Task-Centered User Interface Design: An Introduction.

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Task-Centered User Interface Design: An Introduction

Task-Centered User Interface Design: An Introduction

Hall of Shame: AC RemoteGiant button in the middle affords pushing, but its not actually a buttonButtons are similarly shaped, do different things. Bad visibility.Button layout could be improved (fan buttons grouped together, fan arrows unnecessary, etc)

Hall of ShameAshley Perkins

Ceiling FanCurrent Solutions

User Visit Plans Due FridayWritten, but informalspecific goals, approaches, people, dates, and timesgeneral script indicating who will ask or observe what in what sequence what types of notes you will take (do you need note-taking forms?)GradeHow clearly you have thought through what you need to learn from the visits and how youll gather this knowledgeExerciseConsider the general task of votingA voter chooses one (or more) candidate from a set of candidates for a particular officeIn a given election, voters may have to make choices for multiple officesExercise Part 1Consider usersWho are they?What are relevant user characteristics?Result write personas describing two usersSome example usersVoterPoll workerVote counterParty official / candidate representativeTCUID PrinciplesThe interface should be tailored to the users and their tasks

The development process should use the users tasks throughout design and evaluationSystem-Centered DesignWhat I find interesting or cool to work onWhats easy to do using: html, Visual Basic, Java Swing, or whateverYou may think your idea for a new system is so wonderful that everyone will want it, though you cant think of a really specific example, and that it will be useful in some way to people, even though you cant say how. But history suggests that you will be wrong. (Lewis and Rieman, Chapter 2)Instead: User-Centered System DesignBase design on real people:AbilitiesNeedsWork contextTasks they are trying to accomplish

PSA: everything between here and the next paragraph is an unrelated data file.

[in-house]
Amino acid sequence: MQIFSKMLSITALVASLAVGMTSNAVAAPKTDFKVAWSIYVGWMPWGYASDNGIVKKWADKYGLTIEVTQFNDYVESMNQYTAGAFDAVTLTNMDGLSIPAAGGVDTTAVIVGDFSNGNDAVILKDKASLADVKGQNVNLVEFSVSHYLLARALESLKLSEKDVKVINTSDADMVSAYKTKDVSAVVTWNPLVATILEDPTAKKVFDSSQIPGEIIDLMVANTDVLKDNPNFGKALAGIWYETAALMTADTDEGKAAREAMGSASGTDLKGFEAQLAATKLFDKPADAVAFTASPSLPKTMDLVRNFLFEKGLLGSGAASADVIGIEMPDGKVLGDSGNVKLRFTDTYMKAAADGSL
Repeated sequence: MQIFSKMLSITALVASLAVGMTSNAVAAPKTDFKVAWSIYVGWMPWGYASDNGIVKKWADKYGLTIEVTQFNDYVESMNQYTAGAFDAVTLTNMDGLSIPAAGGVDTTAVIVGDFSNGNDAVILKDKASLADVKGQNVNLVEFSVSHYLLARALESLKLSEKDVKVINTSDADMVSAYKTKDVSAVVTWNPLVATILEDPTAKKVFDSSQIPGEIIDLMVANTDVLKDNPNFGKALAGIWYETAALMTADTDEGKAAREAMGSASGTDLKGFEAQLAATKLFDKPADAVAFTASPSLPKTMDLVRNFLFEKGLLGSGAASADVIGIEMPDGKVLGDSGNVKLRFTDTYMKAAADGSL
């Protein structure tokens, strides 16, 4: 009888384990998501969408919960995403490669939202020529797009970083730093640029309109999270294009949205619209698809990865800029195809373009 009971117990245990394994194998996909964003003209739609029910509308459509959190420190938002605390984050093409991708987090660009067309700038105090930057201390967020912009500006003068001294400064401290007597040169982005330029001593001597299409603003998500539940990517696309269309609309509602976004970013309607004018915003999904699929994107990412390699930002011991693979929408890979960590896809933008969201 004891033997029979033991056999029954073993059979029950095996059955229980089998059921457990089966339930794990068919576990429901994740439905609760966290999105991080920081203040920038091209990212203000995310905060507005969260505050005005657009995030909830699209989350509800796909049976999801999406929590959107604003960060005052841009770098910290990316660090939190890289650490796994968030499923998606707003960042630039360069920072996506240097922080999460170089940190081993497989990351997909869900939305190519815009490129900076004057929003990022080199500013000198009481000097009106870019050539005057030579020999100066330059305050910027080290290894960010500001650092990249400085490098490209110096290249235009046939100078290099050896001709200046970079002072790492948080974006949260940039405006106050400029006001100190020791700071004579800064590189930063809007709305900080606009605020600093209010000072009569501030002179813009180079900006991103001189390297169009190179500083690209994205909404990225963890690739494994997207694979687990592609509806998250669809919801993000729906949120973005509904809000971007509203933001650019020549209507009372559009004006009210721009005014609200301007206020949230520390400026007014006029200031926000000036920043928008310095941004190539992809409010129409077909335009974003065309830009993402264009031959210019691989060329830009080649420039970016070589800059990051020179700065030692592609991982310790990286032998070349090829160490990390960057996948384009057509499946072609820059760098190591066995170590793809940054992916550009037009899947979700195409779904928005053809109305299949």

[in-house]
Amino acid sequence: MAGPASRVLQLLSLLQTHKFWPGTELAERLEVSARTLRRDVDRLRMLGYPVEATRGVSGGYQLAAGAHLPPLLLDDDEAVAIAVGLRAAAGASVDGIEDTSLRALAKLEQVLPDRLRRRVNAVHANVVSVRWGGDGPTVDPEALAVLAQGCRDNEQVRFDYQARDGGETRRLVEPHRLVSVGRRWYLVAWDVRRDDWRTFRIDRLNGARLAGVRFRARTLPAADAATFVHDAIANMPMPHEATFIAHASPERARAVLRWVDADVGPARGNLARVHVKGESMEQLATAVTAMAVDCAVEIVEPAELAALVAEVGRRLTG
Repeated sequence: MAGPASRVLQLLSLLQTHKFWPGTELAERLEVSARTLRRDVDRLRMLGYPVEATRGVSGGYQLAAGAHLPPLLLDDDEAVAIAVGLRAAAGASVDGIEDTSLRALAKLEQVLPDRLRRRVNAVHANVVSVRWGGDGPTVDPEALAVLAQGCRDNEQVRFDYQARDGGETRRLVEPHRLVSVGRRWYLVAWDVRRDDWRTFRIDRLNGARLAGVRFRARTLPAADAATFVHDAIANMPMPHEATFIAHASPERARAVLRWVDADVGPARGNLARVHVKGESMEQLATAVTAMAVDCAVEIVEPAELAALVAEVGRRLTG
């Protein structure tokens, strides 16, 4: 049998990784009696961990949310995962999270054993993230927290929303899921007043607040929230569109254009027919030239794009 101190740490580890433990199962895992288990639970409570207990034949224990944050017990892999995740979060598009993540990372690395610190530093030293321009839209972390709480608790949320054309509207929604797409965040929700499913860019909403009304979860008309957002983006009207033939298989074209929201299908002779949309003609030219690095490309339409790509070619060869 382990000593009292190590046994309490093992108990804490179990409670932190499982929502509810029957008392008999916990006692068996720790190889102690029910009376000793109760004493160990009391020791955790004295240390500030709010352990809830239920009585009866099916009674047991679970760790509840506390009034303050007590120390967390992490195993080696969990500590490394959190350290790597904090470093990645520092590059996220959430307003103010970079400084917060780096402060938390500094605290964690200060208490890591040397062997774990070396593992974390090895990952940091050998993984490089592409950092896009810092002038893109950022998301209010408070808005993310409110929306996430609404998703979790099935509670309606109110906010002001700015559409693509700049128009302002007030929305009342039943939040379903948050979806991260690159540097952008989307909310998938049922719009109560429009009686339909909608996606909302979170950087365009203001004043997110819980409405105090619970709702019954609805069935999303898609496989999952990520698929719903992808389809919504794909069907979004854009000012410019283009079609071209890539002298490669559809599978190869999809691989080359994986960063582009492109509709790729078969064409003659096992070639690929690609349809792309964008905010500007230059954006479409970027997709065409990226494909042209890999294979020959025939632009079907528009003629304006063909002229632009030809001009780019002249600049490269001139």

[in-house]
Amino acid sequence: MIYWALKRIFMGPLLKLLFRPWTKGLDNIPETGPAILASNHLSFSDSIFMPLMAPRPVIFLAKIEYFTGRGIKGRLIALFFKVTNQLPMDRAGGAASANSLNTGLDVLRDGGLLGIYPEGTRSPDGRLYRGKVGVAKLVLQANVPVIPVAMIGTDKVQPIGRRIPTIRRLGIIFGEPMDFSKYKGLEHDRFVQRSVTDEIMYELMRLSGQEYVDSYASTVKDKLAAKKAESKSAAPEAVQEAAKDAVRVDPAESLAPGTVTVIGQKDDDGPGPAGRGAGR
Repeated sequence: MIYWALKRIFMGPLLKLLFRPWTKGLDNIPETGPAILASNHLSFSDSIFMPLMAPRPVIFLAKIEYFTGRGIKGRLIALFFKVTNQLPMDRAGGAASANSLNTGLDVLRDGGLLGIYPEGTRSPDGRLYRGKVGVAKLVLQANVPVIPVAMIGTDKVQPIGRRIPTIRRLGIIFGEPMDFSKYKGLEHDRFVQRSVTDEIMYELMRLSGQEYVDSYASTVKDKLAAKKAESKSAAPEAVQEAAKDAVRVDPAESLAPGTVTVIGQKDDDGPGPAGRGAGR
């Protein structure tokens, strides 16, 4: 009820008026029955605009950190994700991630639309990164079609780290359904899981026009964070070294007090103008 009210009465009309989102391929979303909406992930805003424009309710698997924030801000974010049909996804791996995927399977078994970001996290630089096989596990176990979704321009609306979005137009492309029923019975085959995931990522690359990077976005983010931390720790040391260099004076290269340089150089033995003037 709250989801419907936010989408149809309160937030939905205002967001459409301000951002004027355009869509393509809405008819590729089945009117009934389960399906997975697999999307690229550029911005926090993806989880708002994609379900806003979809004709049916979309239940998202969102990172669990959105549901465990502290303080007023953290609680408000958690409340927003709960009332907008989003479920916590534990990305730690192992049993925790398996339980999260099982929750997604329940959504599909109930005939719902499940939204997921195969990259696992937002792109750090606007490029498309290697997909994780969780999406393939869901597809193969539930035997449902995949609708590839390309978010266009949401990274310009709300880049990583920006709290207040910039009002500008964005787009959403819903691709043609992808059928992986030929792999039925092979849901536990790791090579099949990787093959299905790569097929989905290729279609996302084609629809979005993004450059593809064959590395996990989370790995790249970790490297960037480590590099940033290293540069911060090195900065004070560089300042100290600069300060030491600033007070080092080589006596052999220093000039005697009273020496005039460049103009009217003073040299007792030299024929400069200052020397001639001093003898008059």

Golden Rule of UI Design:Know Thy UserUser-Centered System DesignThe design process is a collaboration between designers and customersThe design evolves and adapts to their changing concernsDesigner and customer are in constant communication throughout the processKey Components of TCUIDPhase 1 Identification/definitionUsers and tasks figure out whos going to use the system for whatCreate specific scenariosPhase 2 DesignSelect tasks to supportCreate designs (mockups first, then prototypes) to support these tasksPhase 3 EvaluationWalk through tasks to test the designTest with usersWhat well cover todayiterate as necessaryWho are the users?You need to identify real people who will (at least potentially) use your systemif you cant find users, youre in trouble!everyone is not a userthe designer is not a good userthe VP is rarely the userpurchasing is rarely the userAnd you sure arent the user!Why you dont count as a userYou almost certainly arent typicalYoure too technically savvyYou dont care (just) about the taskIts cheatingRemember: Design model System Image Users ModelBut you know the Design Model, so you cant test whether the System Image leads users to form an appropriate modelSpend time with usersGo talk with the usersAre they too busy?Then how will they have time to evaluate/use it?Are there good surrogate users?Observe the user at workContent what theyre trying to accomplishContext physical workplace, organizational setting, etc.Talking with usersWhat do they know?systems, skills, etc.What do they do?tasksHow do they do it now?scenariosWhat do they want to do?new tasksUsers arent perfect eitherUsers arent all-knowingThey may have a very narrow viewThey may not be able to articulate what they do and what they knowThey may not envision possible new ways of doing thingsThey arent designersYou must learn about the tasks from the users Then use your design skills to create a designFinally, get user feedback on the design/prototypeTasksA detailed description of a complete job that specific users want to accomplishDoesnt specify how they would do the job separate the What from the How; concentrate on the WhatMust specify typical detailsComplete jobNot just feature listsCover transitions between sub-tasks, so you have to consider how different components work togetherSpecify inputs/outputs where does information come from, where does it go?Sample Task - PoorThe user selects the stories that will be in the news section of the website.Sample Task - BetterThe user selects from a collection of stories the stories that will be in the news section of the website. The user has the ability to edit the list including ordering, and adding/removing incorrect stories.Sample Task - DetailedRita Neus, the on-line production coordinator for the paper sits down at 1:30 AM before going home for the night, and Selects the stories stokeef.xy, stguns.xy, stvet.xy, stwres.xy, stcomp.sy (in that order) for the news section of the website.She decides that stvet.xy should be the lead storyShe realizes that stwres.xy is actually a sports story and moves it to that department.Sample Task - PoorThe user sets up a schedule for a guest visitor and makes it available for others.Sample Task - BetterThe user sets up a schedule for a guest visitor. This schedule includes 4 or 5 template events (some fixed time and some variable time). The schedule is announced so that others can sign up.Sample Task - DetailedDr. Schafer, head of the search committee, is in charge of setting up the schedule for the campus visit of a job candidate (Sal Lammy) on February 7th. He schedules time to take the candidate to lunch, and dinner. 3:30-4:30 PM for the candidates research talk.4:30-5:30 for the wine and cheese reception.A 90-minute block for a campus tour which ends with a meeting with the Dean (check with the Dean on availability).He contacts the other members of the department and allows them to schedule 30 minute meetings with the candidate for any time slot not yet taken and to join meals.Why Tasks?Tasks are fundamental to TCUIDrepresent who actually uses the systemset goals for system functionalitybasis for system designThomas: Lets add this cool new feature!!!Sharon: Why? Which task does it support?basis for comparative evaluation of different design alternativesbasis for user testingDefining TasksConcentrate on frequent and infrequent-but-important tasks3-5 general-purpose tasks for a very simple systemSeparate tasks for special-purpose cases (maintenance, installation)10+ tasks for complex systemsDepth/quality more important than number of tasksExerciseConsider the general task of votingA voter chooses one (or more) candidate from a set of candidates for a particular officeIn a given election, voters may have to make choices for multiple officesExercise Part 1Consider usersWho are they?What are relevant user characteristics?Result write personas describing two usersSome example usersVoterPoll workerVote counterParty official / candidate representativeExercise Part 2Now consider tasksWrite 2 task descriptionsWho are the users?What are they trying to do?Next StepsFor next time (next week)Continue discussion of the task-centered user interface design processSpend some time talking about the UIDP readingsProjectFriday will be our first official studioProject ProposalSite Visit Plan